Mulching Trees Planted in Perth’s Sandy Soil

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Various types of mulch
Various types of mulch

Maintaining the health of trees planted in the sandy soil so prominent in the Perth area can be greatly aided with mulch.

But, before you rush out and buy bags of mulch, you’ll want to know why, when and how to mulch your trees, and what type of mulch is best for your trees and your soil.

WHY MULCH?

The goal of tree mulching is to create a soil environment that holds onto the nutrients and the essential water levels needed for strong roots. The following list contains the top advantages for mulching around your trees.

  • Improvement and stabilisation of the temperature of the soil within the root zone for healthy growth
  • Retention of moisture and prevents the top layer of soil from drying and cracking
  • Prevention of weed growth
  • Minimisation of water runoff
  • Protection from damage caused by lawnmowers and weed wackers
  • Deterrent for grass growth around the tree trunks
  • Presenting a groomed and tidy appearance to the lawn

WHEN TO MULCH?

Ideally, tree mulching is best done in last spring or early summer. But, with our warmer temperatures in the Perth area, you can tree mulch throughout the year. You’ll want to tree mulch several times a year if you are mulching around new tree plantings or young trees less than 10 years old. An annual tree mulching is beneficial for trees over 10 years old.

TYPE OF MULCH TO USE?

Mulches are classified as either organic or inorganic. The difference between mulches comes down to a personal choice between using a mulch that will decompose and add nutrients to the soil and roots of your tree over time or using a mulch that is permanent and is made from rubber, stones, pebbles, rocks, or recycled glass. Inorganic mulches are best used around the succulents such as cacti that do not require added nutrients from organic supplements to remain healthy.

Celebrated gardener Don Burke, founder of the television program ‘Burke’s Backyard’, recommends organic mulch for shrubs, trees, roses and vegetable gardens. Fine-textured mulch may not be the best option for sandy soil because it’ll pack down when moistened, the water will run off the top level, and it will not penetrate down into the root zone of your trees. Medium to coarse-textured mulch allows for better water distribution to the roots under the soil and for the improved structure of the soil.

Within the organic range of mulches, there are mulch compositions that are well suited for fruit trees, shade trees, and decorative trees and shrubs. You’ll find one of Bibra Lakes Soils pasteurised and weed free mulches to fulfill your tree mulching plans.

If you have any questions about which type of and how much mulch to use for your tree, please call us on (08) 9434 2290 to speak with one of our Bibra Lake Soils friendly mulch professionals. We are open 7 days a week for your convenience.

HOW TO MULCH?

Preparing the area for mulch:

  1. Define the circular border area around your tree that will be mulched.
  2. Clear the area of any grass, dead plants, leaves, weeds and old mulch.
  3. If planting a new tree, place it into its new hole before laying down the mulch.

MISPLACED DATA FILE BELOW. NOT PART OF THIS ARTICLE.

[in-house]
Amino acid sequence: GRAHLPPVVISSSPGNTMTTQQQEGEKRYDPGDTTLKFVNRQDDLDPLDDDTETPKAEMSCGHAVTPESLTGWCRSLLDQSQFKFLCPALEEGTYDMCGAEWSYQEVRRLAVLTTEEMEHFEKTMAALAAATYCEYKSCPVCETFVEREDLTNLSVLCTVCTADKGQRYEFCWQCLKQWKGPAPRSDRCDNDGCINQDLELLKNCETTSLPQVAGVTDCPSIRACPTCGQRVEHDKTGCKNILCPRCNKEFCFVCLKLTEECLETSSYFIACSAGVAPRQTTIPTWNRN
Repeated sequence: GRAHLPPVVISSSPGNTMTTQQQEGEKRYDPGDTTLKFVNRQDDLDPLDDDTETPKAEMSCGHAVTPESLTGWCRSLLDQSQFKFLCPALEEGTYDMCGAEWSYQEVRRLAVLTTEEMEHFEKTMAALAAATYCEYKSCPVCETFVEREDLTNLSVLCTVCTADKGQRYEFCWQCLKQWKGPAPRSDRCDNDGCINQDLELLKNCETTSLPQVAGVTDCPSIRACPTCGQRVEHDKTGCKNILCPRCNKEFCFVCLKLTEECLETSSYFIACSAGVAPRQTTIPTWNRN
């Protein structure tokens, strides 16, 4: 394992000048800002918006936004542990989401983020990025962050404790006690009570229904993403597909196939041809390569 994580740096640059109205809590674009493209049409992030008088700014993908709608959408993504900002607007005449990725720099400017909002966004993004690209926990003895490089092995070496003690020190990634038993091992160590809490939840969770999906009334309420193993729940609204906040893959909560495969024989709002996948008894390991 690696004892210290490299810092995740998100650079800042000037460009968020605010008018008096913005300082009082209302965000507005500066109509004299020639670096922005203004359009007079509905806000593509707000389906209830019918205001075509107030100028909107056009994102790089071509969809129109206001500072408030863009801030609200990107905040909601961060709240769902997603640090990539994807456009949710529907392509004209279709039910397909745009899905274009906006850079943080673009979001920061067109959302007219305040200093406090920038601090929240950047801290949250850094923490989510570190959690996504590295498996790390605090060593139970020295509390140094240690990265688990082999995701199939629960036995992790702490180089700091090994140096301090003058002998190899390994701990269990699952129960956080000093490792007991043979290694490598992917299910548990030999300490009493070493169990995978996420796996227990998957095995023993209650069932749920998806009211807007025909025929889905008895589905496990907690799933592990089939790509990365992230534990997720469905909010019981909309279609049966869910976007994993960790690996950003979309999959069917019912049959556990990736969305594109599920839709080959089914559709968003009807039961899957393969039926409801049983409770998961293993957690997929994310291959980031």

4. If you are installing a watering system, do it before you put down the mulch.

Applying the mulch:

Do not pile the mulch directly against the trunk of the tree because this can strangle the tree’s growth, contribute to excessive moisture buildup and diseases, encourage insect pests, and lead to root rot.

Spread the mulch loosely and evenly. Do not pack down the mulch tightly as this method prevents oxygen and water from flowing down into the soil and the tree roots.

  • Fine-textured organic mulch is placed in a circular pattern that is 61 to 91 cm, 2 to 3 feet away from the tree trunk and piled 75 to 100 mm, 3 to 4 inches deep. The width of the mulched area should extend out to the drip line of the tree branches, or should extend to cover a diameter of 122 to 152 cm, 4 to 5 feet from the start of the circle.
  • Medium to coarse-textured organic mulch is placed in a circular pattern that is 91 to 122 cm, 3 to 4 feet away from the tree trunk and piled 100 to 150 mm, 4 to 6 inches deep. The width of the mulched area should extend out to the drip line of the tree branches, or should extend to cover a diameter of 152 to 183 cm, 5 to 6 feet from the start of the circle.
  • Inorganic mulch can be placed in the same circular pattern as that used for fine textured organic mulch.
  • Replenish the thickness of the mulch annually or periodically as the mulch settles down or blows away.
  • Maintain the bare inner circle by using a rake to pull back any mulch that has blown up against the tree trunk.

COLOURED MULCH

Kimberly Red Mulch
Kimberly Red Mulch

Mulches come in a mixture of colours that range from light to dark. Using coloured mulch can add an artistic refinement to your lawn. However, the hot summer climate in the Perth area does not favour the use of dark-coloured mulch.

Dark mulch attracts the sunlight and adds to moisture evaporation and soil dryness. Dark-coloured mulch can be used around trees that planted in an area with a canopy or other form of a cover.

The paler coloured mulches help to deflect the harsh sunlight and keep essential moisture during the hot summer daylight hours.